Their early date, the factual and moving contemporary record, faithfully transcribed by Eusebius, together with their subsequent cult, make these protomartyrs of Gaul altogether notable. They suffered, like many elsewhere, in the persecution of Marcus Aurelius (161–80). One of the most interesting features of the account is the way that the varied personnel of the martyrs is stressed: bishops, priests, deacons and laity, men and women, slave and free. Some of them had come from the nearby church of Vienne. The account was written for the churches of Asia and Phrygia, from which some of these congregations had come, while Irenaeus, future bishop of Lyons, also took a copy to Eleutherius, bishop of Rome.
The document begins: ‘The severity of our trials here, the unbridled fury of the heathen against God's people, the untold sufferings of the blessed martyrs, we are incapable of describing in detail: indeed no pen could do them justice.’ Persecution had begun with social ostracism (exclusion from the market and the baths), it continued with popular violence (insults, blows, thefts, and stonings), and ended with official action. This brought Christians to the forum for interrogation and subsequent imprisonment. One young man called Vettius Epagathus asked to defend them against charges of treason and impiety. The judge then asked if he too were a Christian. When he answered that he was, he was also sent to prison. At this point the pressure was so intense that ten Christians abjured.
The next move was to arrest the slaves of Christians. Some of these accused their masters of cannibalism, incest, and other abominations. The mob's fury was then directed against Sanctus, a deacon from Vienne, who under repeated torture and interrogation answered only: ‘I am a Christian.’ Blandina, a slave, showed fortitude unexpected by her mistress. The aged bishop of Lyons, Pothinus, reputed to be aged ninety (Polycarp was claimed to be eighty-six) also suffered like the others. When asked to explain who was the God of the Christians, he replied: ‘If you are worthy, you will know.’ He was then beaten, kicked, and stoned until he was unconscious. Two days later, he died in prison.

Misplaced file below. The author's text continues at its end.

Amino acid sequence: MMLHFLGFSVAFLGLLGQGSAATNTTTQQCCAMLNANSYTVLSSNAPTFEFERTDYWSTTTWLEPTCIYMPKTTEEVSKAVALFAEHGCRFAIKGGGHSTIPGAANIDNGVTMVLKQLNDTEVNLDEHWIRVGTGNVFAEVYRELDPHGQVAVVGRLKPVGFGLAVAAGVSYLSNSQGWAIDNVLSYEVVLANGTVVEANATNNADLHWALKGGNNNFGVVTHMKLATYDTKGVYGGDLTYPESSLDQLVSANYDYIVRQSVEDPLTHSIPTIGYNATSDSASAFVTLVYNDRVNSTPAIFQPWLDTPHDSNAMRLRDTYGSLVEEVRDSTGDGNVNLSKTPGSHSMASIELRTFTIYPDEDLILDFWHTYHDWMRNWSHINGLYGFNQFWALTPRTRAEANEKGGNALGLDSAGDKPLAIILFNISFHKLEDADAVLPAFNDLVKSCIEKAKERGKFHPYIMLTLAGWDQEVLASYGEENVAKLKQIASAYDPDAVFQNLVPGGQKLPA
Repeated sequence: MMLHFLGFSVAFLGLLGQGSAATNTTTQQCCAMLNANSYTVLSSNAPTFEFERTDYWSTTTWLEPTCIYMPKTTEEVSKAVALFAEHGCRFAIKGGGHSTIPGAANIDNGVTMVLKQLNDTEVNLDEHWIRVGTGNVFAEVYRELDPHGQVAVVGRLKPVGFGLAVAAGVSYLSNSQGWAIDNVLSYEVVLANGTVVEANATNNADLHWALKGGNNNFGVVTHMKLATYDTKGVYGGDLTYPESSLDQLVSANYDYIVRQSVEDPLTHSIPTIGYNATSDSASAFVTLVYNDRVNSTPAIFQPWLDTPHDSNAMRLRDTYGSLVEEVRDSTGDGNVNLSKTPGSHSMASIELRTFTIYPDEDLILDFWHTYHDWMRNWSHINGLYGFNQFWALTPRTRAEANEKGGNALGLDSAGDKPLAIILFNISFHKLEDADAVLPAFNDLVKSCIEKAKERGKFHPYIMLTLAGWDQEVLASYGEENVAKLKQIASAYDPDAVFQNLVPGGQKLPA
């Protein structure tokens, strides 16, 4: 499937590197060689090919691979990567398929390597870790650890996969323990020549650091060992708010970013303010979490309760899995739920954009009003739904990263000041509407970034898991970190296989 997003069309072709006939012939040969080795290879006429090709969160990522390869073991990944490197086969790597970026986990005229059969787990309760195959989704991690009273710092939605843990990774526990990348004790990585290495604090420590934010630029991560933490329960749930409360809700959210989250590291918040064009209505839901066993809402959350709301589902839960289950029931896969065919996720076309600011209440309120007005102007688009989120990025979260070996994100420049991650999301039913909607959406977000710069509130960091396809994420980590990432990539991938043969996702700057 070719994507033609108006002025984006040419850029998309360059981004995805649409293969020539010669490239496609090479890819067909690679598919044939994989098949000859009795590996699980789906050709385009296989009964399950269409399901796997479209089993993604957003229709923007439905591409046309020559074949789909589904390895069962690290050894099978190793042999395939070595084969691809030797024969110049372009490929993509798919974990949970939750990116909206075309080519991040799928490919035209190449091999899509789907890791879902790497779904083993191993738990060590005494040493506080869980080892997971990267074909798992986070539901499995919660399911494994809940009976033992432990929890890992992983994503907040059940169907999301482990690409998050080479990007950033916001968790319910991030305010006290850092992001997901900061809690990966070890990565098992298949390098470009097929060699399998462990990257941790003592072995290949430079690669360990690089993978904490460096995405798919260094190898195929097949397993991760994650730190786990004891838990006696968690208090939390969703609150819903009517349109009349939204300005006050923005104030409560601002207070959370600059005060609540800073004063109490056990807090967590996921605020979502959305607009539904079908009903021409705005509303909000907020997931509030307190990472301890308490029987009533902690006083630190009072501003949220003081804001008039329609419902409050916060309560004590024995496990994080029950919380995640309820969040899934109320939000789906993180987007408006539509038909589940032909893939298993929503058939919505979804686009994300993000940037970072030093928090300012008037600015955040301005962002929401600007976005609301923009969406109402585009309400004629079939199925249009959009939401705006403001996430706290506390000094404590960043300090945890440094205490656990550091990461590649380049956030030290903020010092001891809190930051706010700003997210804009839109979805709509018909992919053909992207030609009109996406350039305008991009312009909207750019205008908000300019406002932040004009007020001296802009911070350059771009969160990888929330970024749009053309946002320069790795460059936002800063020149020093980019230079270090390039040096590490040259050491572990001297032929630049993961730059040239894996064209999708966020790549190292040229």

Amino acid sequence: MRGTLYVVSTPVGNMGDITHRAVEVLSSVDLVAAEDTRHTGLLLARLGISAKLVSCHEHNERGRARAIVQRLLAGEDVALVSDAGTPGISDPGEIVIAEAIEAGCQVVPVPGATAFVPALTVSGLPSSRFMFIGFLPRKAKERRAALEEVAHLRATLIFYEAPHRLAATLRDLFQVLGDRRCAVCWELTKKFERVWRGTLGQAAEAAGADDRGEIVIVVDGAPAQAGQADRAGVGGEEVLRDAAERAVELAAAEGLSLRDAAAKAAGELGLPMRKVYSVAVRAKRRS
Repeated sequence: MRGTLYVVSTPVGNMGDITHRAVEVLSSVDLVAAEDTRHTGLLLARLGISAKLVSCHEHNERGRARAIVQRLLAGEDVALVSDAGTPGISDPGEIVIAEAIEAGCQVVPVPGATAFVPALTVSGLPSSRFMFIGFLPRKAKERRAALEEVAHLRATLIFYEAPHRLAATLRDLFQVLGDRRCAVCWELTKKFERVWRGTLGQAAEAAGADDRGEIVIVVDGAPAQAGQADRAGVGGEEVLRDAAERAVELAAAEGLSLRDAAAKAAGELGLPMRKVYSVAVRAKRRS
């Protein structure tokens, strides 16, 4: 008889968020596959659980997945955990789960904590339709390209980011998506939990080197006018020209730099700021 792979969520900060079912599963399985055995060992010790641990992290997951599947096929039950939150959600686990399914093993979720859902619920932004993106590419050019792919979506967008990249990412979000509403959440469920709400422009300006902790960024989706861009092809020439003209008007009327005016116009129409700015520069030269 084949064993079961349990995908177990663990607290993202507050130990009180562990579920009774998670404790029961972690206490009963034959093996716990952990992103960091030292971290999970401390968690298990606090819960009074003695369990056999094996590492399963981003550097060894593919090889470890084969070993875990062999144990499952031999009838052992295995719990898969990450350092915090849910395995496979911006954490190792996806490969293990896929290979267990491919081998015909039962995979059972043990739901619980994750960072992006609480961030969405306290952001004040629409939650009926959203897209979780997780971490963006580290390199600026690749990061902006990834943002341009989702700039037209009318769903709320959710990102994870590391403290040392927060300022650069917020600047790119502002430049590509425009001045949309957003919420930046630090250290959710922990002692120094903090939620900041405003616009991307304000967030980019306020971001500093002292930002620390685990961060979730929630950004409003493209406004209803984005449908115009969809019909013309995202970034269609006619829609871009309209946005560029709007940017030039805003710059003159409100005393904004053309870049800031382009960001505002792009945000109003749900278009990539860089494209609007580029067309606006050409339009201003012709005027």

The martyrs were killed in more ways than one. At least four were killed by wild beasts in the surviving amphitheatre; others were tortured with whips or roasted on the iron chair. Others died as a result of their varied sufferings. These tortures were repeated in some cases. Other lethal factors were the brutality of the gaolers and the bad conditions of imprisonment. The courage of the martyrs never faltered, but they also helped to reconcile those who had failed to be constant. The emperor's rescript condemned Christians to death, but ordered the release of those who had abjured. This, however, was the occasion for the lapsed to confess Christ boldly and to join the other martyrs.
On the last day of the ‘single combats’ Blandina was again brought into the amphitheatre together with a boy of fifteen called Ponticus. After he had endured every torment, he died. Blandina was thrown into a net and exposed to a bull. When she had been repeatedly tossed, she became unconscious but by no means unfaithful under the fatal goring. She too, ‘upheld by her faith and communing with Christ, was immolated…the pagans themselves admitted they had never known a woman to show such endurance.’